As well as reports arising from fieldwork, my academic publications reflect a broader interest in the nature of maritime archaeology as a discipline, and in the different ways of investigating the past that have influenced my perspectives as an archaeologist. Some of these ideas were brought together in a paper I co-write with Jon Adams in a volume of World Archaeology that we edited in 2001, my last publication as an academic before I became a novelist. Writing archaeological fiction has deepened my interest in how we reconstruct the thinking behind past behaviour, and also my own self-awareness as an archaeologist – one of the reasons why I think the biographies of individual archaeologists are so important, as they help us to understand not only the intellectual but also the emotional backdrop to their careers and the basis for their passion for the subject. As with so many other walks of life, it’s the insights, energy and charisma of a few outstanding individuals that have led to the greatest discoveries and pushed archaeology forward as a discipline, something I've tried to bring across in my novels.

An overgrown cannon from a wreck of likely 17th century date that I discovered in 2013. For more on this exciting find, click here.

An overgrown cannon from a wreck of likely 17th century date that I discovered in 2013. For more on this exciting find, click here.

I'm currently involved in two maritime projects, one to produce high-quality video of historic wrecks in the Great Lakes of Canada and the other to discover and investigate historic wrecks off south-west Cornwall in England, with a particular focus on the western Lizard Peninsula. In both places I'm interested in the impact of wreckings on the cultural interface between land and sea, something that can be explored within living memory. Several of the sites are in high-energy, inshore environments, where I’m also able to pursue an interest in shallow-water wreck formation that goes back to my earliest projects in the Mediterranean. Several are of 17th-18th century date, reflecting a fascination with the maritime world of that time that I’ve developed in recent years – including the East Indies trade, and Spanish export from the Americas - and the ways in which wreck evidence complements the historical record; it also feeds off my current interest in the literature and intellectual milieu of that period.  Another objective is the discovery of wrecks in UK waters of ancient date, including Phoenician and Roman sites. Look to my blog for reports on these and other projects as they progress!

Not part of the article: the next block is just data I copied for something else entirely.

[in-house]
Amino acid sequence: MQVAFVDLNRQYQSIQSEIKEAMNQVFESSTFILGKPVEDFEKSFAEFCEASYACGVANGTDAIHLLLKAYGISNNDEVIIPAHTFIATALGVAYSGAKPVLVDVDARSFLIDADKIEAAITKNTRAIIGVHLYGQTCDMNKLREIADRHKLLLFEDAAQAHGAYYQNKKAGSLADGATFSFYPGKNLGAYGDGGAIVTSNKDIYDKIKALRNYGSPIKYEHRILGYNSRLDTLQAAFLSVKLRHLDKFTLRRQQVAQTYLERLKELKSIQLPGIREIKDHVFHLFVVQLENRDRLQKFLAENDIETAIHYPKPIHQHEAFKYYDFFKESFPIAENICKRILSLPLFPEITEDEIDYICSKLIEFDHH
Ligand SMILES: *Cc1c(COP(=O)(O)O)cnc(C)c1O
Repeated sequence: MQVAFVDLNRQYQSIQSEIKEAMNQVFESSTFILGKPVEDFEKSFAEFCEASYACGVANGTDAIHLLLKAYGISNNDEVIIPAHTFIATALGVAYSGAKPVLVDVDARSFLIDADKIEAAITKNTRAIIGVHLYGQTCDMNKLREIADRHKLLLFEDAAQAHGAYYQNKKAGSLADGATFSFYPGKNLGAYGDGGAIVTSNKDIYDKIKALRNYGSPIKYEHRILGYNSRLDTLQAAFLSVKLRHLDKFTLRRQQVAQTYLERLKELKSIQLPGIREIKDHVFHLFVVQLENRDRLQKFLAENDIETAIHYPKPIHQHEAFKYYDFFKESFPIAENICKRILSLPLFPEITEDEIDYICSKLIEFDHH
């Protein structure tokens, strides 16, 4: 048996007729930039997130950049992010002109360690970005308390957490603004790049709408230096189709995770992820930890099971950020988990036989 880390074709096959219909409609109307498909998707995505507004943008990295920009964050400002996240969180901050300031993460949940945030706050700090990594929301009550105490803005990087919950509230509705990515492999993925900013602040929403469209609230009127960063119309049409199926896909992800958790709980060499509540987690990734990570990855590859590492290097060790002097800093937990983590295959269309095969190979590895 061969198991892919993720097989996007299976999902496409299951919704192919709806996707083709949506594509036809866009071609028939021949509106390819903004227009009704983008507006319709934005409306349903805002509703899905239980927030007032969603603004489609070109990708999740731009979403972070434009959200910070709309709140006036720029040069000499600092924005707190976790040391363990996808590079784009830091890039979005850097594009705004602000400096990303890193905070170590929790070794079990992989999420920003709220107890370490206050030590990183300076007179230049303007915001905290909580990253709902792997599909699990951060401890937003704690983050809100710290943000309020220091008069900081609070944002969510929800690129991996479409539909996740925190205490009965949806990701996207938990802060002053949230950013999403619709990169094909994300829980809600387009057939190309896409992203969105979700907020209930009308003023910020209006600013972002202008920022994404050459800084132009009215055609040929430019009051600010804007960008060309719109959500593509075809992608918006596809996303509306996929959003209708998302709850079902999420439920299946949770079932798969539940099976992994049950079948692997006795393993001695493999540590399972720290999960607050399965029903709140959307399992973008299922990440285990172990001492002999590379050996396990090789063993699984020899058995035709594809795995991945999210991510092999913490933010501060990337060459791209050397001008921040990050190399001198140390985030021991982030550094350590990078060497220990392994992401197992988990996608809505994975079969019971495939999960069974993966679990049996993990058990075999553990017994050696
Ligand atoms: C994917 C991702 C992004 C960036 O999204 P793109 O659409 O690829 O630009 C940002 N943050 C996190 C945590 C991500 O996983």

Over the years my field projects have been funded and supported by many bodies, including the British Academy, The British Schools of Archaeology at Rome and Jerusalem, the British Institute of Archaeology at Ankara, The Palestine Exploration Fund, The Society of Antiquaries of London, Cambridge University Classics Faculty, Corpus Christi College, Cambridge, and the Canadian Social Sciences and Humanities Research Council, to all of whom - as well as to the many members of my expeditions - I'm extremely grateful.

For a list of my academic publications, click here.

Banner photo by Molly Gibbins of Italian wine amphoras at Pompeii, AD 79.